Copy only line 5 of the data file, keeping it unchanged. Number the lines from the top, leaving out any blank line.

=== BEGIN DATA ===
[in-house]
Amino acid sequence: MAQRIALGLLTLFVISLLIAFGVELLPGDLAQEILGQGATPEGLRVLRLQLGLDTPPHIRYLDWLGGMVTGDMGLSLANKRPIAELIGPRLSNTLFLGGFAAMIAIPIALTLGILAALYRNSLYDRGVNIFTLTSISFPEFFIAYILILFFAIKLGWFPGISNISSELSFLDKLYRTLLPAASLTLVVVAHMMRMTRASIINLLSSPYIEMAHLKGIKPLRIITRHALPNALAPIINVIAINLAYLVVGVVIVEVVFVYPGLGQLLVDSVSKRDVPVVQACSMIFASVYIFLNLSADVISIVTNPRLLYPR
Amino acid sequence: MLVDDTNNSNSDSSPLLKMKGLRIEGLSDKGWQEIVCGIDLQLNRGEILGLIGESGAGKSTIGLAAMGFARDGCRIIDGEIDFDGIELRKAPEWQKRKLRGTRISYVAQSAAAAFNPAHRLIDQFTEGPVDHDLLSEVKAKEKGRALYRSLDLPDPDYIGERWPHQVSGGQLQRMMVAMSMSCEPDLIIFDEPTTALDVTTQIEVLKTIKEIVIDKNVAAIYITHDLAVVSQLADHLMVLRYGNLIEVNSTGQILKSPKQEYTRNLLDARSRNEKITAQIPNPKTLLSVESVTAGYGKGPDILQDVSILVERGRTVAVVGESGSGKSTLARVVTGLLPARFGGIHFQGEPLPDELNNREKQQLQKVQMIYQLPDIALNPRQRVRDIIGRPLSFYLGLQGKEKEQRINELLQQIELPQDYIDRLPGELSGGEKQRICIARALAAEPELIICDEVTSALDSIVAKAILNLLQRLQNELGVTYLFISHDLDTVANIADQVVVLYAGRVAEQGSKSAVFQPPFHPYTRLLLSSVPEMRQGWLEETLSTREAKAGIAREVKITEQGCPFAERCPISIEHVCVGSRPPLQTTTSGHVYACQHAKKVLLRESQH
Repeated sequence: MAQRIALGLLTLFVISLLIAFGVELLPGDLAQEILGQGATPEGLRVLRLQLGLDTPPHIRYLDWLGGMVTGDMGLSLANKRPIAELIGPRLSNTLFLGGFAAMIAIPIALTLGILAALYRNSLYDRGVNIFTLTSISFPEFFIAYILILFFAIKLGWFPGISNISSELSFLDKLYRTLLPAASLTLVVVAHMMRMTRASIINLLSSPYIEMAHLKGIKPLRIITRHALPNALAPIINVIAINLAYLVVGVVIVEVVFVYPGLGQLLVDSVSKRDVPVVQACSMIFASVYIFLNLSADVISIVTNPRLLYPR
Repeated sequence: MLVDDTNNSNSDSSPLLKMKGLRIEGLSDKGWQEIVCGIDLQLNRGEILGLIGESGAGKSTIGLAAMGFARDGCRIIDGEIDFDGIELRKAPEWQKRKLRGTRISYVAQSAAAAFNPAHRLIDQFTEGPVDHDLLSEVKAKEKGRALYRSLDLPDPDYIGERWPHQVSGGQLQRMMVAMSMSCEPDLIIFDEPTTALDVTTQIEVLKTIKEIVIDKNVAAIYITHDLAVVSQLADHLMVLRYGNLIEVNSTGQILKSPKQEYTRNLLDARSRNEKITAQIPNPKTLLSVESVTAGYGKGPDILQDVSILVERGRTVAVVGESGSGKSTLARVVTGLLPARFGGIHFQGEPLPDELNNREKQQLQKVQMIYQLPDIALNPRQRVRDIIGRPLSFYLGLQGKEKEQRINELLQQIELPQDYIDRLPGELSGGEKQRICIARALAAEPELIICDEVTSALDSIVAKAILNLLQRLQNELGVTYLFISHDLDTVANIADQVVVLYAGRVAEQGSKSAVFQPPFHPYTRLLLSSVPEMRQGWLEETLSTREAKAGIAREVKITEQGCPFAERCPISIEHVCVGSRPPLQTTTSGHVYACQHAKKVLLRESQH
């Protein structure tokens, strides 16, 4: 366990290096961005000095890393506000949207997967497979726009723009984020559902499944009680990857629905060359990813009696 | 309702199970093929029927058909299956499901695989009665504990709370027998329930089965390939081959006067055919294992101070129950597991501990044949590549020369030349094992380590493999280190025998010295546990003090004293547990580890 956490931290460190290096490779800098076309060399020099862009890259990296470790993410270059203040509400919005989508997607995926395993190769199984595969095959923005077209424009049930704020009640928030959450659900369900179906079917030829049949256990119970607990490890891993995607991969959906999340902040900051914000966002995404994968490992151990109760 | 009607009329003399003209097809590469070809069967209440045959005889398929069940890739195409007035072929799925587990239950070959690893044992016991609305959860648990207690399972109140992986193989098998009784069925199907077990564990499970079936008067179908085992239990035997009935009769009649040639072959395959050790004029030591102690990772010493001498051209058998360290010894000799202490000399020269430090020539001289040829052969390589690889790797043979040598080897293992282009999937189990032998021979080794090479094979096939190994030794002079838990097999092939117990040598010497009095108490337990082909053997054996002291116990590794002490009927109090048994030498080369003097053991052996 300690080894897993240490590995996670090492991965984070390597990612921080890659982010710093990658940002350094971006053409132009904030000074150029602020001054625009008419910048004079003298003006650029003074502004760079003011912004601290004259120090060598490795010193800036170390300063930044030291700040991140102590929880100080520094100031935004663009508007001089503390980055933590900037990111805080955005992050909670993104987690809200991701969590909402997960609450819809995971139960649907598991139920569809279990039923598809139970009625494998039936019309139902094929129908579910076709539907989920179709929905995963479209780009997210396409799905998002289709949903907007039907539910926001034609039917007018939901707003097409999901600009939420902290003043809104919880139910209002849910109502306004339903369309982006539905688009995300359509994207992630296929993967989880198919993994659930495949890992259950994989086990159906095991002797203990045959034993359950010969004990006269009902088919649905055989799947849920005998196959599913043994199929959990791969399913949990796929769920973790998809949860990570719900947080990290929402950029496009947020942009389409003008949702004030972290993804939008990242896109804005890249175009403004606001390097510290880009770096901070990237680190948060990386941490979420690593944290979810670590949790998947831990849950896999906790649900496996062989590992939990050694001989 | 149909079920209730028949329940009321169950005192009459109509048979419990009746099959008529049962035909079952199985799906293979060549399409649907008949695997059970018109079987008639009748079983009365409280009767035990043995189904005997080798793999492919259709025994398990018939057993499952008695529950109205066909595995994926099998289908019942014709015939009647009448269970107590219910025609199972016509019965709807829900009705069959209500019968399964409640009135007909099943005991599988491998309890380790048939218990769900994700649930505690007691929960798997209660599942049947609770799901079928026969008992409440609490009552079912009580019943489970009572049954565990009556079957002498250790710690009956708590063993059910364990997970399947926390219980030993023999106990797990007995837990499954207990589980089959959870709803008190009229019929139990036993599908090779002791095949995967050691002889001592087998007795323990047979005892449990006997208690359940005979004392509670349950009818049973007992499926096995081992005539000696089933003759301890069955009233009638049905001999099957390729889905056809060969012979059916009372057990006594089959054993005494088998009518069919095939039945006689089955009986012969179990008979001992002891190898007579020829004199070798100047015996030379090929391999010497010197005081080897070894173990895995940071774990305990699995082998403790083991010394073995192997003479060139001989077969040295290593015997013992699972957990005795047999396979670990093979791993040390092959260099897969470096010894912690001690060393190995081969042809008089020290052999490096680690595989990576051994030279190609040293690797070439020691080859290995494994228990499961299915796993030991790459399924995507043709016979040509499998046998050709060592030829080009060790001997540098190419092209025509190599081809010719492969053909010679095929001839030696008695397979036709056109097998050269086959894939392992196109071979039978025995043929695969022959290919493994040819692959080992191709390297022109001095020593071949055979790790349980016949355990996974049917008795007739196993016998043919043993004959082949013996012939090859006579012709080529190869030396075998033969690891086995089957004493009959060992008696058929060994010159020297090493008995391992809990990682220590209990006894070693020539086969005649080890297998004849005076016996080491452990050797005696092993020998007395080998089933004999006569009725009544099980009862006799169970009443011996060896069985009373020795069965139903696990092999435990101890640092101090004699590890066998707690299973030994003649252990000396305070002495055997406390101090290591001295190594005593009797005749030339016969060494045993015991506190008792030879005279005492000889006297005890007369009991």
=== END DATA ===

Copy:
Repeated sequence: MLVDDTNNSNSDSSPLLKMKGLRIEGLSDKGWQEIVCGIDLQLNRGEILGLIGESGAGKSTIGLAAMGFARDGCRIIDGEIDFDGIELRKAPEWQKRKLRGTRISYVAQSAAAAFNPAHRLIDQFTEGPVDHDLLSEVKAKEKGRALYRSLDLPDPDYIGERWPHQVSGGQLQRMMVAMSMSCEPDLIIFDEPTTALDVTTQIEVLKTIKEIVIDKNVAAIYITHDLAVVSQLADHLMVLRYGNLIEVNSTGQILKSPKQEYTRNLLDARSRNEKITAQIPNPKTLLSVESVTAGYGKGPDILQDVSILVERGRTVAVVGESGSGKSTLARVVTGLLPARFGGIHFQGEPLPDELNNREKQQLQKVQMIYQLPDIALNPRQRVRDIIGRPLSFYLGLQGKEKEQRINELLQQIELPQDYIDRLPGELSGGEKQRICIARALAAEPELIICDEVTSALDSIVAKAILNLLQRLQNELGVTYLFISHDLDTVANIADQVVVLYAGRVAEQGSKSAVFQPPFHPYTRLLLSSVPEMRQGWLEETLSTREAKAGIAREVKITEQGCPFAERCPISIEHVCVGSRPPLQTTTSGHVYACQHAKKVLLRESQH